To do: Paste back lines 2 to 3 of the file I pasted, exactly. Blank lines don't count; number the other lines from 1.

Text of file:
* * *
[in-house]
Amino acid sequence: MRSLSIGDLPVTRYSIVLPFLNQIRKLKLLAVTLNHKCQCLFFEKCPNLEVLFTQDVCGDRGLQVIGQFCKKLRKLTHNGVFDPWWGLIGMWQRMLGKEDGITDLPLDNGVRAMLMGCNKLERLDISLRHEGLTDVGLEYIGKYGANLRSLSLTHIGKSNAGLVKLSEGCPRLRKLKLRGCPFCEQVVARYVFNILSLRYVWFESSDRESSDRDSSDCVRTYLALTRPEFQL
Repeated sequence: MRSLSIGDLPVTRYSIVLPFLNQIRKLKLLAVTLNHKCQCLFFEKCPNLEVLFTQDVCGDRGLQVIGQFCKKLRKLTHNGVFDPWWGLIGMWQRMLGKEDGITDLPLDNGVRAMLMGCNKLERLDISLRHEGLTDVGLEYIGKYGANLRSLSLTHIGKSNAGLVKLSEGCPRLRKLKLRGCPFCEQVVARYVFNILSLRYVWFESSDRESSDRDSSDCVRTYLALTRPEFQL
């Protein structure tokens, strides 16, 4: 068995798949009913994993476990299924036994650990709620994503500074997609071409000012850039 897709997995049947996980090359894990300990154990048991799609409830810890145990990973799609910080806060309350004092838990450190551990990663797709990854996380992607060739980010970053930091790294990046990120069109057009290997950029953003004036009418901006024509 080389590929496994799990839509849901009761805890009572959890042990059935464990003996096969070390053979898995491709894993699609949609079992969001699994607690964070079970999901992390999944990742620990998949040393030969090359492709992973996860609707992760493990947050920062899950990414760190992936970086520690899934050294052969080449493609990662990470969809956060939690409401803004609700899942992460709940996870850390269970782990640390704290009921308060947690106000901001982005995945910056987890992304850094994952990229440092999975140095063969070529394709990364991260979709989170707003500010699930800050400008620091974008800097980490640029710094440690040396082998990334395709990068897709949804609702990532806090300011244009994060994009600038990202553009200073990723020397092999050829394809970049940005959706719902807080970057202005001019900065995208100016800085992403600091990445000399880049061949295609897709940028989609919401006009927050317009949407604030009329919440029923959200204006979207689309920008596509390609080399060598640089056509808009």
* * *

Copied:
Amino acid sequence: MRSLSIGDLPVTRYSIVLPFLNQIRKLKLLAVTLNHKCQCLFFEKCPNLEVLFTQDVCGDRGLQVIGQFCKKLRKLTHNGVFDPWWGLIGMWQRMLGKEDGITDLPLDNGVRAMLMGCNKLERLDISLRHEGLTDVGLEYIGKYGANLRSLSLTHIGKSNAGLVKLSEGCPRLRKLKLRGCPFCEQVVARYVFNILSLRYVWFESSDRESSDRDSSDCVRTYLALTRPEFQL
Repeated sequence: MRSLSIGDLPVTRYSIVLPFLNQIRKLKLLAVTLNHKCQCLFFEKCPNLEVLFTQDVCGDRGLQVIGQFCKKLRKLTHNGVFDPWWGLIGMWQRMLGKEDGITDLPLDNGVRAMLMGCNKLERLDISLRHEGLTDVGLEYIGKYGANLRSLSLTHIGKSNAGLVKLSEGCPRLRKLKLRGCPFCEQVVARYVFNILSLRYVWFESSDRESSDRDSSDCVRTYLALTRPEFQL